Tanya Kalmanovitch on Climate Change and Music

Contemporary Improvisation faculty Tanya Kalmanovitch asks: “What can any of us, musicians or otherwise, do about oil and climate change?”

A horizon view, with a fence in front of water and a skyline of pink and blue clouds.

NEC faculty member Tanya Kalmanovitch is a violist and ethnomusicologist whose current project, The Tar Sands Songbook, asks audiences to reconsider their unseen relationships with oil.

In a recent op-ed in CommonWealth Magazine, she shares how she came to question her teenage belief that music “had nothing to do with oil:”

WHEN I WAS 14 YEARS OLD, I decided I would become a professional musician because it had nothing to do with oil. I was born in Fort McMurray, Alberta, home to Canada’s notorious tar sands and the world’s third largest oil reserve. For a time, I lived in a neighborhood called Petrolia. Our hero was Wayne Gretzky of the Edmonton Oilers. The McDonalds had a pumpjack in the playground.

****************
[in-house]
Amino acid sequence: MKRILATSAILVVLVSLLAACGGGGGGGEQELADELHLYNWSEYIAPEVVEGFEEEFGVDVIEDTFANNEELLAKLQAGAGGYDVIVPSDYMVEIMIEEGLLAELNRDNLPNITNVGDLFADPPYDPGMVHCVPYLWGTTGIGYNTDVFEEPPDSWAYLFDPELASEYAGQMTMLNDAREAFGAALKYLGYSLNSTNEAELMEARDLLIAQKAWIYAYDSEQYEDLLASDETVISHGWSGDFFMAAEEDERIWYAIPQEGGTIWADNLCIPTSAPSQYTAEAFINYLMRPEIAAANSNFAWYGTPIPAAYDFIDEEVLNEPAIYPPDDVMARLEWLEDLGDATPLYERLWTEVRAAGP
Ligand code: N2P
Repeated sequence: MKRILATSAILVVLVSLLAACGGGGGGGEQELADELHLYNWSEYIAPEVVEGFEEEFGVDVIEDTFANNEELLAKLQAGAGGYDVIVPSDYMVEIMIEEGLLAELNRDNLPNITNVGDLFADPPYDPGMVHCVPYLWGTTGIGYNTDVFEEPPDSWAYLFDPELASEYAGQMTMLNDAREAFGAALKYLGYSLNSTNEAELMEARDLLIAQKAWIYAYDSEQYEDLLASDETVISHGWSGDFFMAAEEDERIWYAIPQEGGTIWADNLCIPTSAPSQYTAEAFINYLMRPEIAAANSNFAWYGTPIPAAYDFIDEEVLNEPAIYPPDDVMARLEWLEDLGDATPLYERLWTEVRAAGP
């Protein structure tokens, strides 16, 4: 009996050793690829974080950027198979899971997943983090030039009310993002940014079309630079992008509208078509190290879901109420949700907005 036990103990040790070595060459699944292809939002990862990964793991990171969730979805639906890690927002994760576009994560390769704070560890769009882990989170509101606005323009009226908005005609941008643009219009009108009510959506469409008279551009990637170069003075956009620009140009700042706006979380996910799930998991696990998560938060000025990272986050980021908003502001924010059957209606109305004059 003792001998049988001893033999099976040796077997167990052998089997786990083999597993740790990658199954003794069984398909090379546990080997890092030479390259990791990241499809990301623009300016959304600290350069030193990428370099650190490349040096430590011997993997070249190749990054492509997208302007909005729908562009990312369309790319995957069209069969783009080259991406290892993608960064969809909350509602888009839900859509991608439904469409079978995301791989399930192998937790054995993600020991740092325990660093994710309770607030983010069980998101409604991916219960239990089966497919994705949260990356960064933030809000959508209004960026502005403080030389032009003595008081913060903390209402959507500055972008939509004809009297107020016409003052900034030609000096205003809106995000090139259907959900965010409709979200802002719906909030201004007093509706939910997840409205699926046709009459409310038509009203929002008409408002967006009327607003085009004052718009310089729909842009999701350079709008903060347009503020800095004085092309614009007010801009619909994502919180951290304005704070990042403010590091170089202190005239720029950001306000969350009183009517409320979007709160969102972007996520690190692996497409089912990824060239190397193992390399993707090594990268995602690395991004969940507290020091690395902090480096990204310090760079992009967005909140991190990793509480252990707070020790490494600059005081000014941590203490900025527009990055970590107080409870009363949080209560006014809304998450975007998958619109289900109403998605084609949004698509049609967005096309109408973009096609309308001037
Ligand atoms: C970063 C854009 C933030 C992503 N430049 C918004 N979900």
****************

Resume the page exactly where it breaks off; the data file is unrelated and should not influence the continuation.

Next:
Music is an instrument of change, and we are all musicians. Singing, playing, whistling, choosing a song to change your mood: these are musical acts. We use music to know our place in the world. We use music to pierce the veil of the everyday and shape the world in which we wish to live. So I’ve begun to tell a new story about music and oil.

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Kalmanovitch has been named a Grist 50 Fixer for her use of art to create a dialogue between those on all sides of the issue: oil executives, native communities, and family members.

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